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  • Obama Lawyers: D.C. Vote Bill Unconstitutional

    Chalk up a big loss for constitutional rule of law, thanks to an Obama Administration sleight-of-hand reported on the front page of today’s Washington Post.

    When the Executive Branch needs legal advice, it goes to the Office of Legal Counsel in the Department of Justice. OLC is like an in-house Supreme Court: it evaluates the constitutionality of pending legislation and issues binding opinions on the legality of different policy options. And like a court, OLC has a strong institutional memory and tradition; its legal opinions generally don’t change much from administration to administration. In most cases, when the OLC issues an opinion, that is the law, so far as the Executive Branch is concerned.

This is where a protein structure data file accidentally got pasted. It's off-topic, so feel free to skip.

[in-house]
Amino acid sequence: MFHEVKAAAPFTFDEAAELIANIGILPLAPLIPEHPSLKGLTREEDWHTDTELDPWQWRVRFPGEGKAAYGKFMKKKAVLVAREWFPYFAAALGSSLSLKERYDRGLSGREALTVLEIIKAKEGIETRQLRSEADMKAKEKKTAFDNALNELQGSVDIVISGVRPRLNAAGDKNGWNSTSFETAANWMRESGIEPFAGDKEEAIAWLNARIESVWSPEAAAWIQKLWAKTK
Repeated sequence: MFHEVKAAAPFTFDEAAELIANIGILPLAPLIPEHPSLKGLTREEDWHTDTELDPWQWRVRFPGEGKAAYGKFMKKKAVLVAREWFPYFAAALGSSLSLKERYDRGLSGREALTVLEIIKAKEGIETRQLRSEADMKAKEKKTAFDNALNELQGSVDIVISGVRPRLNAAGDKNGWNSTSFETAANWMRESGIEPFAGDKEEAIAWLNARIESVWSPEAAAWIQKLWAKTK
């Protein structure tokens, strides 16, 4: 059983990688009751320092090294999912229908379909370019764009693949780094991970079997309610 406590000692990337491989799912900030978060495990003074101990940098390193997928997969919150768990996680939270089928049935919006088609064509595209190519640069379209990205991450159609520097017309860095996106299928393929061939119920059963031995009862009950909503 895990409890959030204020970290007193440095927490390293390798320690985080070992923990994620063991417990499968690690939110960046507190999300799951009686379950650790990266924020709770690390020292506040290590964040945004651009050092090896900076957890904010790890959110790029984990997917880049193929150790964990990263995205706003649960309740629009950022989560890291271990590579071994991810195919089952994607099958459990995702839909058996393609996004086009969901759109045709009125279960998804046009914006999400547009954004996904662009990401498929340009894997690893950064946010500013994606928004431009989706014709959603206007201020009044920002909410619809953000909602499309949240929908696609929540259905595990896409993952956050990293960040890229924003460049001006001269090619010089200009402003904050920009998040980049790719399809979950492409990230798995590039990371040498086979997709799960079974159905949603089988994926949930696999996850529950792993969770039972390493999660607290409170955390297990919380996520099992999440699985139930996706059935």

But, reports the Post, when the OLC issued yet another opinion (there have been several in the past) explaining that the D.C. “voting rights” bill—favored by the Obama Administration and Democrats because it would create a House seat for the heavily Democratic District—would be in clear violation of the Constitution, the Administration decided to ignore its advice:

    Justice Department lawyers concluded in an unpublished opinion earlier this year that the historic D.C. voting rights bill pending in Congress is unconstitutional, according to sources briefed on the issue. But Attorney General Eric H. Holder Jr., who supports the measure, ordered up a second opinion from other lawyers in his department and determined that the legislation would pass muster.

    So Holder approached the Solicitor General’s office—responsible for defending Administration legal positions before the Supreme Court—and asked whether it could defend the legislation in a court challenge. The answer: yes.

    But that doesn’t mean the legislation is constitutional. Ed Whelan explains: